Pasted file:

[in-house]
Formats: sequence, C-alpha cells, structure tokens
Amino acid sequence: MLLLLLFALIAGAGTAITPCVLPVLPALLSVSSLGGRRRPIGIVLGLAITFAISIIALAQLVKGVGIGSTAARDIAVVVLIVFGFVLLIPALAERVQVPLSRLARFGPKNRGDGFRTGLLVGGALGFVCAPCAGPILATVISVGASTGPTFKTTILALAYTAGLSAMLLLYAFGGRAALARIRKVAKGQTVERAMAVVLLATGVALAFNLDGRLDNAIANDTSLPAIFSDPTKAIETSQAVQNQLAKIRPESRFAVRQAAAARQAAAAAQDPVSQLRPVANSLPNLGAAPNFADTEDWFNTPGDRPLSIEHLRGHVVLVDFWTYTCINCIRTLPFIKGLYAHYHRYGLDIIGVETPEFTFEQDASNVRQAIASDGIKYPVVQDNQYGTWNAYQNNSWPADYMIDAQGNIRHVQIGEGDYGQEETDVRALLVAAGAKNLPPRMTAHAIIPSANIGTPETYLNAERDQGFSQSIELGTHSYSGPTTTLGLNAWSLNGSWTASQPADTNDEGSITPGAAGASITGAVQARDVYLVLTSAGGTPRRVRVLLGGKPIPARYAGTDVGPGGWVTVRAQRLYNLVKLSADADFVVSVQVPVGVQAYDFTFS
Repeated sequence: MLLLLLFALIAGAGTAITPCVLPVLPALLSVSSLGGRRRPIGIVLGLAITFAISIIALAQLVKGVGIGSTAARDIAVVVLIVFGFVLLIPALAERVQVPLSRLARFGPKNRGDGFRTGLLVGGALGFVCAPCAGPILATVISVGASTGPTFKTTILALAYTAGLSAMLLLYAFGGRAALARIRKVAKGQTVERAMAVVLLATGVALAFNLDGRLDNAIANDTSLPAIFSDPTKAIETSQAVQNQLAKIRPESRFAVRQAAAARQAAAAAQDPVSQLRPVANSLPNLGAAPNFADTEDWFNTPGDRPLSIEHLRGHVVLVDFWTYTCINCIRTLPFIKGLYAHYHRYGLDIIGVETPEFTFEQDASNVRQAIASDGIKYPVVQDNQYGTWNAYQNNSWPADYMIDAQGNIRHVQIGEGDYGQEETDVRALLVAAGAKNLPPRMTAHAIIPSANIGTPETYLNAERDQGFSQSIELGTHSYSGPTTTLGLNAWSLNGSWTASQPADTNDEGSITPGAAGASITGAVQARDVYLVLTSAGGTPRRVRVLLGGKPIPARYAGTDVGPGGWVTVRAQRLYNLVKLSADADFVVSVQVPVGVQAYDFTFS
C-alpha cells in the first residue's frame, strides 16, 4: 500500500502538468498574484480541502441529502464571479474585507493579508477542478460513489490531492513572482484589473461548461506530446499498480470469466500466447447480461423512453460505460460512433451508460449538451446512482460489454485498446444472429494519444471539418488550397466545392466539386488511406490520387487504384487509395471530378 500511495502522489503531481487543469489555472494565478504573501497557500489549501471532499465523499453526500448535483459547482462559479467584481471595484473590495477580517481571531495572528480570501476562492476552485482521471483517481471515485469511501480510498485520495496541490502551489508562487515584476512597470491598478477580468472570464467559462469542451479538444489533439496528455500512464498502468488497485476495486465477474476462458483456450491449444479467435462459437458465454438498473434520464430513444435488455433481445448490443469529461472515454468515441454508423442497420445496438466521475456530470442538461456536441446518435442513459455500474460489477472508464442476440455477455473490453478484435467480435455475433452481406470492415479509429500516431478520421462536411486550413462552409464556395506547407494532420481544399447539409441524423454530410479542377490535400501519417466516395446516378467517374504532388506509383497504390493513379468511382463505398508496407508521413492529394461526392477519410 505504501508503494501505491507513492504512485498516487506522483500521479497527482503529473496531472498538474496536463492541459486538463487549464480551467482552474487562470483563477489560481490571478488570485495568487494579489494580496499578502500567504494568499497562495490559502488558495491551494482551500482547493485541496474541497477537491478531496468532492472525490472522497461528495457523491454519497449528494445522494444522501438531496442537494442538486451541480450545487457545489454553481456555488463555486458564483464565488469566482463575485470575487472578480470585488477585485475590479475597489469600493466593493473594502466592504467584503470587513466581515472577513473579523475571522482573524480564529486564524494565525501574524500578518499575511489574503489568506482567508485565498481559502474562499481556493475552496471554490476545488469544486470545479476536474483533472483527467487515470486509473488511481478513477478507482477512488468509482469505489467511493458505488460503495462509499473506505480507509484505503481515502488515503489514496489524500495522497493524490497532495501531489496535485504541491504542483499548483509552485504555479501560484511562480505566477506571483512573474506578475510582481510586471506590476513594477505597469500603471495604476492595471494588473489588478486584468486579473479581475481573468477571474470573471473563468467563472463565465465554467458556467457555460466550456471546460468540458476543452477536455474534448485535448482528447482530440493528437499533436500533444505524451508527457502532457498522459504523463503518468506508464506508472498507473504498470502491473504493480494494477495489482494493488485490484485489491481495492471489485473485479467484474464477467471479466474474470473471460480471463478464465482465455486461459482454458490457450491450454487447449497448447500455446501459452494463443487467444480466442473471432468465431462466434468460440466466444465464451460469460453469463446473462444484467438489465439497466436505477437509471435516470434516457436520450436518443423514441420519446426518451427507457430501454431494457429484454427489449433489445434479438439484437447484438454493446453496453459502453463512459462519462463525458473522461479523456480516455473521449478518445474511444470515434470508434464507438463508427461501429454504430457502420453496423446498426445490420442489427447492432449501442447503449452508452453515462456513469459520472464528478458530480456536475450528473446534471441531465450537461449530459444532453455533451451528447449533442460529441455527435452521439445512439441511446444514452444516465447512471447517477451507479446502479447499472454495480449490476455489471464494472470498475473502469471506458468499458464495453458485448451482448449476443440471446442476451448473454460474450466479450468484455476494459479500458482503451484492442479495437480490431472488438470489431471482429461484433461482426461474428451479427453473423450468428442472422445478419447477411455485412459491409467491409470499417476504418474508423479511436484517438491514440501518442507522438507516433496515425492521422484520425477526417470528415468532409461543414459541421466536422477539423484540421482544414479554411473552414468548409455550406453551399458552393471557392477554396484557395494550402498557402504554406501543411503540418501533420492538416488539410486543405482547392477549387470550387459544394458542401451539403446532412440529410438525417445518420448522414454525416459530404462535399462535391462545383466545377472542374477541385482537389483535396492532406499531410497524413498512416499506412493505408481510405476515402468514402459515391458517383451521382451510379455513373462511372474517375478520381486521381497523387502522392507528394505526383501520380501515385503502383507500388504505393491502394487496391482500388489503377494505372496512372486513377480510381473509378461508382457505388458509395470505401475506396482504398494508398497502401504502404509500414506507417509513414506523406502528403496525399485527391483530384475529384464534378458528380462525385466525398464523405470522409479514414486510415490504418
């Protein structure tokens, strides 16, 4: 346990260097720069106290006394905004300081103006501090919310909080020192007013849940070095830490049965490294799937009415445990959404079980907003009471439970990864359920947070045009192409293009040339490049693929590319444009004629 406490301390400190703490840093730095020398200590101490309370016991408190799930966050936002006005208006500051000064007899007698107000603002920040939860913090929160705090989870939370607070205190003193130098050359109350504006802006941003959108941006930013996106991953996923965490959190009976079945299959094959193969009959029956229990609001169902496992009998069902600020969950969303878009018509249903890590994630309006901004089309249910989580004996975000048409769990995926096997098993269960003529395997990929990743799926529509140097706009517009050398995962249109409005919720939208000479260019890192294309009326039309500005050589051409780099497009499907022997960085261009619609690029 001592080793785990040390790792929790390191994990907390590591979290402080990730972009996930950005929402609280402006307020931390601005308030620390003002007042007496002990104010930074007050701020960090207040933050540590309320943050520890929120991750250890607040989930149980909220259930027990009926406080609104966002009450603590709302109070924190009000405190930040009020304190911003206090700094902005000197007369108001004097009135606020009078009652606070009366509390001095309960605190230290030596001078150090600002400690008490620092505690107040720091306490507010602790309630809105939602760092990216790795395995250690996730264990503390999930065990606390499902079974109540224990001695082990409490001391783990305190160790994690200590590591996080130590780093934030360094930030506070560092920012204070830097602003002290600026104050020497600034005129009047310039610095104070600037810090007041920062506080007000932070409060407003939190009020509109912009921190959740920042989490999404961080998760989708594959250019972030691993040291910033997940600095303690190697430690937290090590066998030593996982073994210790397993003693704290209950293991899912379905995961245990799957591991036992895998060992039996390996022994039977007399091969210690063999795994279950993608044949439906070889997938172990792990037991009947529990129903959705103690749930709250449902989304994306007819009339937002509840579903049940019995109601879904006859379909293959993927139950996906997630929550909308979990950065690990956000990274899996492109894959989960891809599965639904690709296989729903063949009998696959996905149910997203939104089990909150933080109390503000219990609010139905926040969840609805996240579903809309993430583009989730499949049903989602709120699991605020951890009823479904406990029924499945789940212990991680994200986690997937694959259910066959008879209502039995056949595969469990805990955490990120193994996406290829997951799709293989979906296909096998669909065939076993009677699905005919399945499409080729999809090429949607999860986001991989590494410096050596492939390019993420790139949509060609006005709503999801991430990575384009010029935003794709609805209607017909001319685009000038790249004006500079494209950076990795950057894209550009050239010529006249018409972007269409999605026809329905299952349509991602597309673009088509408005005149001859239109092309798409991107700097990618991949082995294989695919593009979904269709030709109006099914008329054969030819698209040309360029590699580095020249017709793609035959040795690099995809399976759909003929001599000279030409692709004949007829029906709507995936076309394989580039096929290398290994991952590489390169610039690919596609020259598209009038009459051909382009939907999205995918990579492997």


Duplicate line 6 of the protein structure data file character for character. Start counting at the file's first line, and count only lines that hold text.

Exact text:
């Protein structure tokens, strides 16, 4: 346990260097720069106290006394905004300081103006501090919310909080020192007013849940070095830490049965490294799937009415445990959404079980907003009471439970990864359920947070045009192409293009040339490049693929590319444009004629 406490301390400190703490840093730095020398200590101490309370016991408190799930966050936002006005208006500051000064007899007698107000603002920040939860913090929160705090989870939370607070205190003193130098050359109350504006802006941003959108941006930013996106991953996923965490959190009976079945299959094959193969009959029956229990609001169902496992009998069902600020969950969303878009018509249903890590994630309006901004089309249910989580004996975000048409769990995926096997098993269960003529395997990929990743799926529509140097706009517009050398995962249109409005919720939208000479260019890192294309009326039309500005050589051409780099497009499907022997960085261009619609690029 001592080793785990040390790792929790390191994990907390590591979290402080990730972009996930950005929402609280402006307020931390601005308030620390003002007042007496002990104010930074007050701020960090207040933050540590309320943050520890929120991750250890607040989930149980909220259930027990009926406080609104966002009450603590709302109070924190009000405190930040009020304190911003206090700094902005000197007369108001004097009135606020009078009652606070009366509390001095309960605190230290030596001078150090600002400690008490620092505690107040720091306490507010602790309630809105939602760092990216790795395995250690996730264990503390999930065990606390499902079974109540224990001695082990409490001391783990305190160790994690200590590591996080130590780093934030360094930030506070560092920012204070830097602003002290600026104050020497600034005129009047310039610095104070600037810090007041920062506080007000932070409060407003939190009020509109912009921190959740920042989490999404961080998760989708594959250019972030691993040291910033997940600095303690190697430690937290090590066998030593996982073994210790397993003693704290209950293991899912379905995961245990799957591991036992895998060992039996390996022994039977007399091969210690063999795994279950993608044949439906070889997938172990792990037991009947529990129903959705103690749930709250449902989304994306007819009339937002509840579903049940019995109601879904006859379909293959993927139950996906997630929550909308979990950065690990956000990274899996492109894959989960891809599965639904690709296989729903063949009998696959996905149910997203939104089990909150933080109390503000219990609010139905926040969840609805996240579903809309993430583009989730499949049903989602709120699991605020951890009823479904406990029924499945789940212990991680994200986690997937694959259910066959008879209502039995056949595969469990805990955490990120193994996406290829997951799709293989979906296909096998669909065939076993009677699905005919399945499409080729999809090429949607999860986001991989590494410096050596492939390019993420790139949509060609006005709503999801991430990575384009010029935003794709609805209607017909001319685009000038790249004006500079494209950076990795950057894209550009050239010529006249018409972007269409999605026809329905299952349509991602597309673009088509408005005149001859239109092309798409991107700097990618991949082995294989695919593009979904269709030709109006099914008329054969030819698209040309360029590699580095020249017709793609035959040795690099995809399976759909003929001599000279030409692709004949007829029906709507995936076309394989580039096929290398290994991952590489390169610039690919596609020259598209009038009459051909382009939907999205995918990579492997």